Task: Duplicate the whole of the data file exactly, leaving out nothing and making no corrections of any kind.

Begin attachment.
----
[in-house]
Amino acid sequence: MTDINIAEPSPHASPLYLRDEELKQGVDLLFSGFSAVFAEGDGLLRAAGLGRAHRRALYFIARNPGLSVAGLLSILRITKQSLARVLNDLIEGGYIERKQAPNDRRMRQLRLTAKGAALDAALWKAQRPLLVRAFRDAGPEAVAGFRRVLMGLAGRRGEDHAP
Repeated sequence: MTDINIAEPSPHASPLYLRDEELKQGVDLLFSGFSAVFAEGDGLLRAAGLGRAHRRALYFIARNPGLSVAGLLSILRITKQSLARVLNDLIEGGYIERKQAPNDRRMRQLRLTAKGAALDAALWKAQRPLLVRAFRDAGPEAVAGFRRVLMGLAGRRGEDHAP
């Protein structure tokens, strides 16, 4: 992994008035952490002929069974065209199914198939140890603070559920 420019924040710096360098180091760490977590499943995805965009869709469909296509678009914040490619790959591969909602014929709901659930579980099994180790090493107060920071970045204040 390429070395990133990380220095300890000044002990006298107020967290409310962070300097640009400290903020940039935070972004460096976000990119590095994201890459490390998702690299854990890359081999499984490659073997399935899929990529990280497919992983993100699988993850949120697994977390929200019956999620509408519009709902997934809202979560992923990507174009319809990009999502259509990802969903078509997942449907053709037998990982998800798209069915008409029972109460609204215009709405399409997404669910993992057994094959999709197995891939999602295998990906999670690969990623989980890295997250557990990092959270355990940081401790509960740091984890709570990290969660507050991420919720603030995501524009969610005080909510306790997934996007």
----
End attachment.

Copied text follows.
[in-house]
Amino acid sequence: MTDINIAEPSPHASPLYLRDEELKQGVDLLFSGFSAVFAEGDGLLRAAGLGRAHRRALYFIARNPGLSVAGLLSILRITKQSLARVLNDLIEGGYIERKQAPNDRRMRQLRLTAKGAALDAALWKAQRPLLVRAFRDAGPEAVAGFRRVLMGLAGRRGEDHAP
Repeated sequence: MTDINIAEPSPHASPLYLRDEELKQGVDLLFSGFSAVFAEGDGLLRAAGLGRAHRRALYFIARNPGLSVAGLLSILRITKQSLARVLNDLIEGGYIERKQAPNDRRMRQLRLTAKGAALDAALWKAQRPLLVRAFRDAGPEAVAGFRRVLMGLAGRRGEDHAP
């Protein structure tokens, strides 16, 4: 992994008035952490002929069974065209199914198939140890603070559920 420019924040710096360098180091760490977590499943995805965009869709469909296509678009914040490619790959591969909602014929709901659930579980099994180790090493107060920071970045204040 390429070395990133990380220095300890000044002990006298107020967290409310962070300097640009400290903020940039935070972004460096976000990119590095994201890459490390998702690299854990890359081999499984490659073997399935899929990529990280497919992983993100699988993850949120697994977390929200019956999620509408519009709902997934809202979560992923990507174009319809990009999502259509990802969903078509997942449907053709037998990982998800798209069915008409029972109460609204215009709405399409997404669910993992057994094959999709197995891939999602295998990906999670690969990623989980890295997250557990990092959270355990940081401790509960740091984890709570990290969660507050991420919720603030995501524009969610005080909510306790997934996007």